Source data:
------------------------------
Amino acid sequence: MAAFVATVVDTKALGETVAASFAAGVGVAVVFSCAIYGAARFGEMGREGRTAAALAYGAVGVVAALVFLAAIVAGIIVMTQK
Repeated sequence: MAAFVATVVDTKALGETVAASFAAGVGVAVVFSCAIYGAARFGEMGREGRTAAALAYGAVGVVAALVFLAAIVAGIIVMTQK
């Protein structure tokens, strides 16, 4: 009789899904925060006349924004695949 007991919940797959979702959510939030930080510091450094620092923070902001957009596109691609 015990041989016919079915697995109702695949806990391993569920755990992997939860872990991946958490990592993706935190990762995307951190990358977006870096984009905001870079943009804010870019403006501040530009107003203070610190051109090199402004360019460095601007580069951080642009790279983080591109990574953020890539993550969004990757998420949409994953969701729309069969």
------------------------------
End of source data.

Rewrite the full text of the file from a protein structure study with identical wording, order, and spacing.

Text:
Amino acid sequence: MAAFVATVVDTKALGETVAASFAAGVGVAVVFSCAIYGAARFGEMGREGRTAAALAYGAVGVVAALVFLAAIVAGIIVMTQK
Repeated sequence: MAAFVATVVDTKALGETVAASFAAGVGVAVVFSCAIYGAARFGEMGREGRTAAALAYGAVGVVAALVFLAAIVAGIIVMTQK
């Protein structure tokens, strides 16, 4: 009789899904925060006349924004695949 007991919940797959979702959510939030930080510091450094620092923070902001957009596109691609 015990041989016919079915697995109702695949806990391993569920755990992997939860872990991946958490990592993706935190990762995307951190990358977006870096984009905001870079943009804010870019403006501040530009107003203070610190051109090199402004360019460095601007580069951080642009790279983080591109990574953020890539993550969004990757998420949409994953969701729309069969």